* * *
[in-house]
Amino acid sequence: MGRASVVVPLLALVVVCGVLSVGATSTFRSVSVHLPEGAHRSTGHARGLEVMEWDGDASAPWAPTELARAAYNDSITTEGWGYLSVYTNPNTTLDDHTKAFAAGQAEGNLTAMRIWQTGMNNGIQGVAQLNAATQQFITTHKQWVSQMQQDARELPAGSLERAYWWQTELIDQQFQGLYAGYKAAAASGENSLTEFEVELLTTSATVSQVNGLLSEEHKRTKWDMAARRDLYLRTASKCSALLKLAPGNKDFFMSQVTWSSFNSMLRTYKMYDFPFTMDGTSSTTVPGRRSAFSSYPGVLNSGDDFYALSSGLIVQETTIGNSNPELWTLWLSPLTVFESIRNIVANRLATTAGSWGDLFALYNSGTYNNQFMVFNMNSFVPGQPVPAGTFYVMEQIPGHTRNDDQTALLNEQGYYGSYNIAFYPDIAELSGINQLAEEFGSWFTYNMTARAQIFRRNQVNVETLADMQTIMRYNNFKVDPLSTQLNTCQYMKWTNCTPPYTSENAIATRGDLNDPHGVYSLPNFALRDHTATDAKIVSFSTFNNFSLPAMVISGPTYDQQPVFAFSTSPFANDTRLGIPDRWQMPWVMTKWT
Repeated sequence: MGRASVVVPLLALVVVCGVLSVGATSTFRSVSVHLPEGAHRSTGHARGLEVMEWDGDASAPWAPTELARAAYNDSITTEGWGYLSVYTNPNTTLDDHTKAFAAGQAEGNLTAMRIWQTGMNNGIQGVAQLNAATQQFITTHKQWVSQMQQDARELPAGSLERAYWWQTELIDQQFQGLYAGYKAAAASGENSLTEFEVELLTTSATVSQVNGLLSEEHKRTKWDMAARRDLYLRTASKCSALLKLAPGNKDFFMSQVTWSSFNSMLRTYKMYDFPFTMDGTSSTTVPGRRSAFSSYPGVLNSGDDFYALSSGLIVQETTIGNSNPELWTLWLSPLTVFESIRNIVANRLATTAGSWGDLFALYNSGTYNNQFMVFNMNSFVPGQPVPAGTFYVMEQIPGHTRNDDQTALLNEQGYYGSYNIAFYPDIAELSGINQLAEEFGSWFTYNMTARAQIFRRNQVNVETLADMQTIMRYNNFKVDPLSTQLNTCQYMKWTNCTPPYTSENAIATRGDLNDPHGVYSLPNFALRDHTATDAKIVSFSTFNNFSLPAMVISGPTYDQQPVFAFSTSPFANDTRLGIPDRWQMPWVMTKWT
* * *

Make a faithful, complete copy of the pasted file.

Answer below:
[in-house]
Amino acid sequence: MGRASVVVPLLALVVVCGVLSVGATSTFRSVSVHLPEGAHRSTGHARGLEVMEWDGDASAPWAPTELARAAYNDSITTEGWGYLSVYTNPNTTLDDHTKAFAAGQAEGNLTAMRIWQTGMNNGIQGVAQLNAATQQFITTHKQWVSQMQQDARELPAGSLERAYWWQTELIDQQFQGLYAGYKAAAASGENSLTEFEVELLTTSATVSQVNGLLSEEHKRTKWDMAARRDLYLRTASKCSALLKLAPGNKDFFMSQVTWSSFNSMLRTYKMYDFPFTMDGTSSTTVPGRRSAFSSYPGVLNSGDDFYALSSGLIVQETTIGNSNPELWTLWLSPLTVFESIRNIVANRLATTAGSWGDLFALYNSGTYNNQFMVFNMNSFVPGQPVPAGTFYVMEQIPGHTRNDDQTALLNEQGYYGSYNIAFYPDIAELSGINQLAEEFGSWFTYNMTARAQIFRRNQVNVETLADMQTIMRYNNFKVDPLSTQLNTCQYMKWTNCTPPYTSENAIATRGDLNDPHGVYSLPNFALRDHTATDAKIVSFSTFNNFSLPAMVISGPTYDQQPVFAFSTSPFANDTRLGIPDRWQMPWVMTKWT
Repeated sequence: MGRASVVVPLLALVVVCGVLSVGATSTFRSVSVHLPEGAHRSTGHARGLEVMEWDGDASAPWAPTELARAAYNDSITTEGWGYLSVYTNPNTTLDDHTKAFAAGQAEGNLTAMRIWQTGMNNGIQGVAQLNAATQQFITTHKQWVSQMQQDARELPAGSLERAYWWQTELIDQQFQGLYAGYKAAAASGENSLTEFEVELLTTSATVSQVNGLLSEEHKRTKWDMAARRDLYLRTASKCSALLKLAPGNKDFFMSQVTWSSFNSMLRTYKMYDFPFTMDGTSSTTVPGRRSAFSSYPGVLNSGDDFYALSSGLIVQETTIGNSNPELWTLWLSPLTVFESIRNIVANRLATTAGSWGDLFALYNSGTYNNQFMVFNMNSFVPGQPVPAGTFYVMEQIPGHTRNDDQTALLNEQGYYGSYNIAFYPDIAELSGINQLAEEFGSWFTYNMTARAQIFRRNQVNVETLADMQTIMRYNNFKVDPLSTQLNTCQYMKWTNCTPPYTSENAIATRGDLNDPHGVYSLPNFALRDHTATDAKIVSFSTFNNFSLPAMVISGPTYDQQPVFAFSTSPFANDTRLGIPDRWQMPWVMTKWT